(Looking Back) – ‘Economic motoring rests with the individual’

Rhodesia Herald, 13 January 1966
FOLLOWING fuel rationing measures put in place after Ian Smith’s Unilateral Declaration of Independence, there was an aggressive media campaign meant to present scenarios of a normal and manageable situation.

While the Salisbury United Omnibus Co made arrangements to increase services, the Smith regime introduced a coupon system for tourists whom they regarded as “money spinners”. Major players in the fuel industry placed several advertisements in the newspaper, providing tips on how to save fuel. Below are some of them:


From Mobil’s unique experience gained in many Mobil Economy Runs come these positive petrol saving methods. By putting them into practice, you too will enjoy most miles per gallon.

  1. Avoid fast starts, they use as much as 60 percent more petrol than smooth, slow acceleration.
  2. Change into top gear as quickly as possible. An unnecessarily low gear can use 50 percent more petrol.
  3. Use your choke sparingly. Disengage it as soon as possible, and warm the engine up on the move. It will warm up faster and thus save petrol.
  4. Drive up an even pace.
  5. Avoid idling or racing the engine needlessly and switch off as soon as you are parked.
  6. Cruise at moderate speeds. Your engine can consume up to twice as much as fuel at 80mph as at 35mph. The most economical top gear performance is usually between 35 and 45mph.
  7. Anticipate hold-ups and reduce speed gently instead of braking fiercely at the last moment.

TOTAL Oil Company


Generally speaking, it is possible for most drivers to reduce fuel consumption by as much as 30 percent through careful use of accelerator and brake pedals. Therefore, the question of economic motoring rests with the individual, so follow these rules for reduced consumption.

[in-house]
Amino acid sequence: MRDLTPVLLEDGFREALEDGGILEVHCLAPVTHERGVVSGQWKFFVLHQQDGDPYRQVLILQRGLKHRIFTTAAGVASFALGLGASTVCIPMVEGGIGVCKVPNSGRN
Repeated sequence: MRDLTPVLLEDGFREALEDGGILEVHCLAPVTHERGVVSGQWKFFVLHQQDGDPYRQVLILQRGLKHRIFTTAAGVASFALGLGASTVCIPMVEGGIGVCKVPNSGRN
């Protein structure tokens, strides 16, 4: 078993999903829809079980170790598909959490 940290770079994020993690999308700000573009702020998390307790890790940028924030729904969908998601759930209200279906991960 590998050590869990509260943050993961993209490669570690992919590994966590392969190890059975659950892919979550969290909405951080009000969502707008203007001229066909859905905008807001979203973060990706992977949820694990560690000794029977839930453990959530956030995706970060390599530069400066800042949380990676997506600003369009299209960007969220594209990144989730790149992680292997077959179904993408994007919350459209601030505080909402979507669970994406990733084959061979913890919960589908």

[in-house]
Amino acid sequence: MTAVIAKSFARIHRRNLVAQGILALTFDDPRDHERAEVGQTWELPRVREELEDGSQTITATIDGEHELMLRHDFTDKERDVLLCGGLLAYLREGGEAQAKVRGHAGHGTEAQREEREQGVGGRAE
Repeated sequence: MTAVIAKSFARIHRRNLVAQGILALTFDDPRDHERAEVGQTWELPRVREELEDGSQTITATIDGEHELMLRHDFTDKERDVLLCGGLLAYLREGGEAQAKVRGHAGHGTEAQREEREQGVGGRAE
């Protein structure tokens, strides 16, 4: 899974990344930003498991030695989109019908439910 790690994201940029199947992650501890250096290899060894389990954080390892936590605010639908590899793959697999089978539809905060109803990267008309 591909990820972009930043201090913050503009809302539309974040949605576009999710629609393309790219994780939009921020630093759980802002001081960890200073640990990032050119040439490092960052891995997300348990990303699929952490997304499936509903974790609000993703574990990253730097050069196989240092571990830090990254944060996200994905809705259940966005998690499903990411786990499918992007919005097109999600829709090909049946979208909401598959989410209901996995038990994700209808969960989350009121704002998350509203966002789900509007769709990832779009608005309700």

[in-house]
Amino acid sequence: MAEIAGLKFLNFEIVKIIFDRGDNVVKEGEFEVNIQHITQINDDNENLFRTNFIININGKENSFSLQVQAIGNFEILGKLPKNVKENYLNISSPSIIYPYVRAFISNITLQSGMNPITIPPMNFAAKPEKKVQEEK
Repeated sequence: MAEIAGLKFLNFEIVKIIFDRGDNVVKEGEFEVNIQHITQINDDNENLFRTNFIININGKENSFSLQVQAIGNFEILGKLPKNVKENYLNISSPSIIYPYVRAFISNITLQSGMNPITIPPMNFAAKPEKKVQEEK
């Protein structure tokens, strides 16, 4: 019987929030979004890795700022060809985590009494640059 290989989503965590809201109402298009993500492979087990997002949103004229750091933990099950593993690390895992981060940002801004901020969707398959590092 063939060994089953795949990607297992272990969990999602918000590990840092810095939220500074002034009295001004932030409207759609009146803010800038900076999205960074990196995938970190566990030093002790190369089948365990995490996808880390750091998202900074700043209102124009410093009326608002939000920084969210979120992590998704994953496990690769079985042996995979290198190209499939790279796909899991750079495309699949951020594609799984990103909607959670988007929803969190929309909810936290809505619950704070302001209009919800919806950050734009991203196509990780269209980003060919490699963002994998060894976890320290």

1. Do check your fuel system for leaks, and reduce evaporation by making sure that your petrol cap fits tightly, and by parking in the shade if you can.
  2. Do make sure your car is running freely. Check wheel bearings and alignment. Make sure there is no brake drag.
  3. Do add a few pounds to your normal tyre pressure. The softer a tyre the more resistance to rolling.
  4. Do remember that engine tune is very important. Tappets, spark plugs and point gaps should all be set carefully, and ignition should slightly be advanced for economy. A good tune-up and the fitting of economy jets is advisable.
  5. Do see that engine compression pressure is correct in each cylinder. Loss of compression causes power loss, which raises fuel consumption.
  6. Do check that your air filter is clear, and take a look at your air control screw. An incorrect supply of air can cause over-heating, leading to unnecessary fuel consumption.
  7. Do see that your choke mechanism is functioning properly. Though positioned at “off” on the dashboard, it may be “on” at the carburettor end.
  8. Do not accelerate fiercely because this has the possible effect on consumption, and also tyres don’t last so long.
  9. Do not stay in a low gear any longer than necessary: use the highest gear that circumstances will permit.


These nuggets demonstrate the importance of public, private partnerships, that can still be applied today so that all stakeholders have access to fuel. The need for a holistic and inclusive approach cannot be overrated.

If the many oil companies were to publicly assist Government efforts as in this case, there would be no room for the reported and unreported corruption cases, so prevalent at many service stations.

Some tips like parking cars under trees might not be useful today, since many trees are old and are currently destroying cars.

Technological advancements have seen many vehicle models on the market, but we believe that some of these dos and don’ts can still be applied to achieve economic driving.

For historical information contact: Zimpapers Knowledge Centre at Herald House on: +263 8677 004323; +263 0242 795771, [email protected].